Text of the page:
Falcon Games are UK distributors of Dutch publisher Jumbo, but concentrate on jigsaw puzzles and rarely carry their board games. This year they have Pop Idol – the Game, licensed from the TV show, and produced under the Jumbo brand. Falcon has also added a children's board game to their range of Bob the Builder puzzles. Planks and Ladders is Snakes and Ladders with added sound effects.
Another company that rarely has new games is Feva, but this year they were promoting a quiz game, Britain's Brainiest Family Quiz Game, based on the TV programme. The game launched last year, but time pressure didn't allow me to find out any more about it.
Fridgeplay appeared at the 2002 show for the first time with a selection of classic games. The twist being that the components are fridge magnets. Twelve new games join the range this year. Most are versions of classics: Reversi, Solitaire, Ludo, Chinese Checkers, Dominoes, Fox and Geese, Battleships, Chinese Chess and Nine Men's Morris. The others are a horse racing game (Fridgehorse) and a car racing game (Fridgeracer) plus a version of Edward de Bono's L-game (FridgedeBono), all of which I'd like to know more about.
Games Editions is the UK end of French publisher Editions du Jeu and were at the Toy Fair for the first time last year with word game Expressions. This year they have a new game, Gift of the Gab (Baratin in the French edition), but I didn't have time to find out more about it.
There is only one company that has been at the Toy Fair every year for 50 years: Gibsons. The Fair's organisers, the British Toy and Hobby Association, presented the family company with a special award in recognition of this. The company's main business these days is puzzles, but they had several new games as well. Chief of these was a set of four wooden abstract games that are also 'coffee table' items. Cityscape (by Sjaak Griffioen) is for 2-4 players who place wooden blocks of different heights onto a square grid to produce … the cityscape. Before starting each player secretly sets their own plan for the city and tries to build it to this pattern. And stop the others from achieving theirs. The best fit at the end wins the game. It's a quick game (10 minutes) of tactics, but nonetheless interesting. Jens-Peter Schliemann's Fire and Ice has a board on which seven islands move around, changing the interconnections between them. Players jockey for position on the islands with their pawns, aiming to get three in a row and thus gain control of the island. First to three islands wins. A game with a few subtleties, but not too taxing at 30 minutes a game.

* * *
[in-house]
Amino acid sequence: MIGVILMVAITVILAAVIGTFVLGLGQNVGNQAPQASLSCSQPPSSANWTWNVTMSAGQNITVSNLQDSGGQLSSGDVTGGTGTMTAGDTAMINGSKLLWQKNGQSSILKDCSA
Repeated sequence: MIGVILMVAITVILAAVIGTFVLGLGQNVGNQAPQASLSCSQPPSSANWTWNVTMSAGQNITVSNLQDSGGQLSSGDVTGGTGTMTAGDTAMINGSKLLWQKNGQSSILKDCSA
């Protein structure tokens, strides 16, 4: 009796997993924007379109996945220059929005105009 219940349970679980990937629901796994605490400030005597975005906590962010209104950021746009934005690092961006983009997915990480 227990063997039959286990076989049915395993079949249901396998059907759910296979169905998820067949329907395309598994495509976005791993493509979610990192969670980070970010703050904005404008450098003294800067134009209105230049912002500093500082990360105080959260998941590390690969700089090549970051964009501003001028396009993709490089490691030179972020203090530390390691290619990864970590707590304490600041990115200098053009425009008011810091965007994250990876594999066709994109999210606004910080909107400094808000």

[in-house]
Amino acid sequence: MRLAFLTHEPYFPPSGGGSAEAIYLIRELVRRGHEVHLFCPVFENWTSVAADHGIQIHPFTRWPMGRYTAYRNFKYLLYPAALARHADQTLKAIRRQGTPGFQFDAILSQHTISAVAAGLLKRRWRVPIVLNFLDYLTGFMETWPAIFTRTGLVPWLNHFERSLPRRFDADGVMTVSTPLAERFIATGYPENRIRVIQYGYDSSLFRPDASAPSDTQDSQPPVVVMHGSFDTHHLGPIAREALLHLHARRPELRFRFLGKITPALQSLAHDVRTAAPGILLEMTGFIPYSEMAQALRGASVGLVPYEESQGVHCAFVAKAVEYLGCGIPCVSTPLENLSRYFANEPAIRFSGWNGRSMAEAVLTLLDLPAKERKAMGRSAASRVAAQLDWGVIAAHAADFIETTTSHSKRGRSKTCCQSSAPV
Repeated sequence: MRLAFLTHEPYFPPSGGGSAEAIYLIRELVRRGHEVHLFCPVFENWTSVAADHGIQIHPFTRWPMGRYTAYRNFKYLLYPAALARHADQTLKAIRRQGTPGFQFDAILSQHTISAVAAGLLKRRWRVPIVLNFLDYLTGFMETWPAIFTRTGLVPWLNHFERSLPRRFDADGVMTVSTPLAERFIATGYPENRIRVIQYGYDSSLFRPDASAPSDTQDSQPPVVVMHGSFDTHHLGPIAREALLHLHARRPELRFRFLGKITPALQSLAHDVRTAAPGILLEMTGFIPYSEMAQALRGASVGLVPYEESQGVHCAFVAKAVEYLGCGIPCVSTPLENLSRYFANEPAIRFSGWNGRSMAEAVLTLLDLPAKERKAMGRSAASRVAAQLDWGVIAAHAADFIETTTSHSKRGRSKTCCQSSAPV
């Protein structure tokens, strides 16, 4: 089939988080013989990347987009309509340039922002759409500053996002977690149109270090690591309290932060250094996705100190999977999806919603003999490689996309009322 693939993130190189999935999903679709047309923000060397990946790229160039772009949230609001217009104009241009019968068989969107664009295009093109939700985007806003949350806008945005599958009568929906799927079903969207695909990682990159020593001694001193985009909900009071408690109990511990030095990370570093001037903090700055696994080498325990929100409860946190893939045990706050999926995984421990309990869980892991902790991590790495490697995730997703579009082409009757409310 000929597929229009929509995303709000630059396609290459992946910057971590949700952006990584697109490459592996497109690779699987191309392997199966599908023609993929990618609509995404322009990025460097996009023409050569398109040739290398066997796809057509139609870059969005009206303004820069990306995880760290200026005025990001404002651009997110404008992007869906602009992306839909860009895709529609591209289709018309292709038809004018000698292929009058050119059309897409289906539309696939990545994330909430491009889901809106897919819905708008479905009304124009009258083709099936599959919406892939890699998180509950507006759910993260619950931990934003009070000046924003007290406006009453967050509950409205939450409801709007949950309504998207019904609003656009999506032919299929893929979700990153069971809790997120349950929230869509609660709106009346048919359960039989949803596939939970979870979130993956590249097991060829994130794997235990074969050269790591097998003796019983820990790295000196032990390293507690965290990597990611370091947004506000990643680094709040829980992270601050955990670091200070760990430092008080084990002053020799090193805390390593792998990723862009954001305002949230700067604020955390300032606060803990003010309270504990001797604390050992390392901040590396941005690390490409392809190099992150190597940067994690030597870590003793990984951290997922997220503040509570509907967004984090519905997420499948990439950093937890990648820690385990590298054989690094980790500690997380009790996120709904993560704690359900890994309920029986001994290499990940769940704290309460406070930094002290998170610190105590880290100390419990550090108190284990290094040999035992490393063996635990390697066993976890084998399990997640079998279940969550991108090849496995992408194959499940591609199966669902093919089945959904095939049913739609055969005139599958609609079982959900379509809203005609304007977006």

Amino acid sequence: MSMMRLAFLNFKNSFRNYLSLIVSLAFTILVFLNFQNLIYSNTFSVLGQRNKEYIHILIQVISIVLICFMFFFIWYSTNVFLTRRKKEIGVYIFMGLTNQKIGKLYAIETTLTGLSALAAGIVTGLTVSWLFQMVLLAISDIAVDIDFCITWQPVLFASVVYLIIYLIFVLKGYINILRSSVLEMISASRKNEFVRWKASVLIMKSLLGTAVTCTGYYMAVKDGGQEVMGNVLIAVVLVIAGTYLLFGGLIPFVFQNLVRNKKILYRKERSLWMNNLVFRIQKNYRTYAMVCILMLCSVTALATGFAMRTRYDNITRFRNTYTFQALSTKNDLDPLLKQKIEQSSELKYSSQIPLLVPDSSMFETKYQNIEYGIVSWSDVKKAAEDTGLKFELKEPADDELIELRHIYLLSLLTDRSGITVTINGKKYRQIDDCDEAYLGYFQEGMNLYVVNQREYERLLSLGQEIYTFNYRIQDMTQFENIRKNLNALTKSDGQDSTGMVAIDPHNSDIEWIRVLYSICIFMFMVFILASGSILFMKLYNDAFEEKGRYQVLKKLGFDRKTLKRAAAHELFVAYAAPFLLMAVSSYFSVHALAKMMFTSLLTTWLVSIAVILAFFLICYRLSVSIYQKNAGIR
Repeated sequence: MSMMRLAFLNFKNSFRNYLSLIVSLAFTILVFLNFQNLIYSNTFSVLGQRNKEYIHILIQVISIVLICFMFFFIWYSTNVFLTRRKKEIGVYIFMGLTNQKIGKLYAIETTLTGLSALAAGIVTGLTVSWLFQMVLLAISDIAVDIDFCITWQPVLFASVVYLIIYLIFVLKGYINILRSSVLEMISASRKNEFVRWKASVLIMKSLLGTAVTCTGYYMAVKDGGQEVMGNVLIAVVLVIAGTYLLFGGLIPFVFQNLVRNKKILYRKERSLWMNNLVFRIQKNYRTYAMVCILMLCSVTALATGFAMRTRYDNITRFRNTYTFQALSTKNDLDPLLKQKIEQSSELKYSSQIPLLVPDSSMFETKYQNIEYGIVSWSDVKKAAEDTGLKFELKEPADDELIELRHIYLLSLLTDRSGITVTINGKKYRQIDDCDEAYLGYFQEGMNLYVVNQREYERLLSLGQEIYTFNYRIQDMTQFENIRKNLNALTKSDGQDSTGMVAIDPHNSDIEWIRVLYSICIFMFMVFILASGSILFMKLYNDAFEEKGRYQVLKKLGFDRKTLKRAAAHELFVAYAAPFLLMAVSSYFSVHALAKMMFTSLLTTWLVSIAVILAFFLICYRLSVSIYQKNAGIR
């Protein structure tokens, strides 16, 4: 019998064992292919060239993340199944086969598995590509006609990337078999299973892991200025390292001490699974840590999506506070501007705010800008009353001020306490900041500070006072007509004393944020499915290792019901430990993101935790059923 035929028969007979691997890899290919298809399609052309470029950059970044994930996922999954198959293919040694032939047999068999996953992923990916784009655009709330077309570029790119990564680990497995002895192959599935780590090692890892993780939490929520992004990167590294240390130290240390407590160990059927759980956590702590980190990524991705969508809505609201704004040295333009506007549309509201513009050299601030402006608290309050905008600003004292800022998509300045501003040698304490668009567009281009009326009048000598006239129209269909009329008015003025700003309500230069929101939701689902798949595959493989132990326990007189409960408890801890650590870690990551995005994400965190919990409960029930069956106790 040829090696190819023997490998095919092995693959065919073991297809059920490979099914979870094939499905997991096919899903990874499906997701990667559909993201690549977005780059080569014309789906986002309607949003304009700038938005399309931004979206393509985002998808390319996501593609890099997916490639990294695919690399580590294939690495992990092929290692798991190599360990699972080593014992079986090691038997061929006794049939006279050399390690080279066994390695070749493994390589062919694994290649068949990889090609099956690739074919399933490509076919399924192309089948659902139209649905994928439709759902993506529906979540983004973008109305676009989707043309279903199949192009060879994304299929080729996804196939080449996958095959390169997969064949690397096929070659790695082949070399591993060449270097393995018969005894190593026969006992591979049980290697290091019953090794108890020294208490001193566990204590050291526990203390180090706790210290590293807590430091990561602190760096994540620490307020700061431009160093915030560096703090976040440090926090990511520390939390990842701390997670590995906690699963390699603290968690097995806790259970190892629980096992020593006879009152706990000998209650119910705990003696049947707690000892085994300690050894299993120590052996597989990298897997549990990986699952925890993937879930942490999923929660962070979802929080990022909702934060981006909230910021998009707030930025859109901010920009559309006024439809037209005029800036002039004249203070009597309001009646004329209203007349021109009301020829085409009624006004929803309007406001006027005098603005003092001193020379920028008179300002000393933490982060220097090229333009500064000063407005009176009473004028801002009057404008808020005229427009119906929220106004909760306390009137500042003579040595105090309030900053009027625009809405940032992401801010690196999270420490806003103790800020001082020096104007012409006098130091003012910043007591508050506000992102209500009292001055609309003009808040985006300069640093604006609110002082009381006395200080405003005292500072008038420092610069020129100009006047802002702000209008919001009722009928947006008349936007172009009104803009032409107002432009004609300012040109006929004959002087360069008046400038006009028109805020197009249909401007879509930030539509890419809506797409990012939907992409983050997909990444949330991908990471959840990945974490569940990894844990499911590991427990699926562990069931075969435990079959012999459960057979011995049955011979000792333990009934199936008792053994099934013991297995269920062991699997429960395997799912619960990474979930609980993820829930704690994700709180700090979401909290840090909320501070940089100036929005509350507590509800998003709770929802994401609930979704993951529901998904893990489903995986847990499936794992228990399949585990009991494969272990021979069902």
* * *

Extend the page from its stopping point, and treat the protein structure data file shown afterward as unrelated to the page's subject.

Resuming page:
In Octiles (Dale Walton), the board is built up of with octagonal tiles – with little diamond-shaped pieces to complete the pattern. As each tile is turned up, a number of routes are revealed. The aim is to get your pawns across the board using the routes available. There is always one spare tile and players change the routes before they move (Amazeing Labyrinth-style). This one is intriguing and definitely has some replay value. It's for 2-4 players and can take up to an hour and a half. Quadtria (Claus-Peter Bickel) feels much simpler. The two players each have several balls, which they place and then move along the paths on the board. Each is trying to create a triangular pattern of coloured balls in each corner of the board. First to do this wins. I'm not sure whether there is anything deeper to this game, but the playing time is given as open-ended.
Gibsons have one new board game: Therapy. This is a psychology/trivia game with questions in six sections that correspond to the stages of life (infancy, adulthood and so on). The different categories include personal questions (not intrusive, I'm assured), factual (based on surveys) and even Rorschach cards (where the question is "what do most people see in this inkblot?"). Players move their psychiatrist's couch around the board, gaining coloured pegs for each question they get right. First to get all six colours wins.
Note that games are often described by reference to other games. This is purely for comparison and does not imply that any game has been copied from another.
Page created 1st April 2003. Last modified 24th June 2005.